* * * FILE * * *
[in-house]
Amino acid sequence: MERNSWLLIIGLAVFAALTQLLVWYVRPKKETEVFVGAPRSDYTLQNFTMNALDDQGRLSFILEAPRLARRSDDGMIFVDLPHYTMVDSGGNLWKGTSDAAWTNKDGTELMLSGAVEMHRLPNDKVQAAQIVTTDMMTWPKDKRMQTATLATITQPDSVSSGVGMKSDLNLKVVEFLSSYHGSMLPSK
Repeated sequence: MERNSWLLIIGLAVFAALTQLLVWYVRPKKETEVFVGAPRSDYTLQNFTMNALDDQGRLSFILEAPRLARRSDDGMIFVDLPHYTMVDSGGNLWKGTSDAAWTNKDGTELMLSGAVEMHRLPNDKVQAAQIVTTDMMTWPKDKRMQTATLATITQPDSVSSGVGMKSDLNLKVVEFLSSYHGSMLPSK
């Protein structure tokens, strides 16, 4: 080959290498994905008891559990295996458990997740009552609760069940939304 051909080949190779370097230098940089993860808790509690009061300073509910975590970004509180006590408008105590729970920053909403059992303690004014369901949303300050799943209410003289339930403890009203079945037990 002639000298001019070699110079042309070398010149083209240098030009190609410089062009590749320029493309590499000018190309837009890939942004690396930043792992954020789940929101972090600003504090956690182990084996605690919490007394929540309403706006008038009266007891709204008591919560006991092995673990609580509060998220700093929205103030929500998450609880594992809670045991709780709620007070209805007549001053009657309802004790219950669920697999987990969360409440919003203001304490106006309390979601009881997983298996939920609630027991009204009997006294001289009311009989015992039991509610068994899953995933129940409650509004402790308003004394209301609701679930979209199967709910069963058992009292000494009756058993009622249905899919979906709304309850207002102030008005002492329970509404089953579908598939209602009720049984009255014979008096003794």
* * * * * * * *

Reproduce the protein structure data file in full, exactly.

[in-house]
Amino acid sequence: MERNSWLLIIGLAVFAALTQLLVWYVRPKKETEVFVGAPRSDYTLQNFTMNALDDQGRLSFILEAPRLARRSDDGMIFVDLPHYTMVDSGGNLWKGTSDAAWTNKDGTELMLSGAVEMHRLPNDKVQAAQIVTTDMMTWPKDKRMQTATLATITQPDSVSSGVGMKSDLNLKVVEFLSSYHGSMLPSK
Repeated sequence: MERNSWLLIIGLAVFAALTQLLVWYVRPKKETEVFVGAPRSDYTLQNFTMNALDDQGRLSFILEAPRLARRSDDGMIFVDLPHYTMVDSGGNLWKGTSDAAWTNKDGTELMLSGAVEMHRLPNDKVQAAQIVTTDMMTWPKDKRMQTATLATITQPDSVSSGVGMKSDLNLKVVEFLSSYHGSMLPSK
């Protein structure tokens, strides 16, 4: 080959290498994905008891559990295996458990997740009552609760069940939304 051909080949190779370097230098940089993860808790509690009061300073509910975590970004509180006590408008105590729970920053909403059992303690004014369901949303300050799943209410003289339930403890009203079945037990 002639000298001019070699110079042309070398010149083209240098030009190609410089062009590749320029493309590499000018190309837009890939942004690396930043792992954020789940929101972090600003504090956690182990084996605690919490007394929540309403706006008038009266007891709204008591919560006991092995673990609580509060998220700093929205103030929500998450609880594992809670045991709780709620007070209805007549001053009657309802004790219950669920697999987990969360409440919003203001304490106006309390979601009881997983298996939920609630027991009204009997006294001289009311009989015992039991509610068994899953995933129940409650509004402790308003004394209301609701679930979209199967709910069963058992009292000494009756058993009622249905899919979906709304309850207002102030008005002492329970509404089953579908598939209602009720049984009255014979008096003794």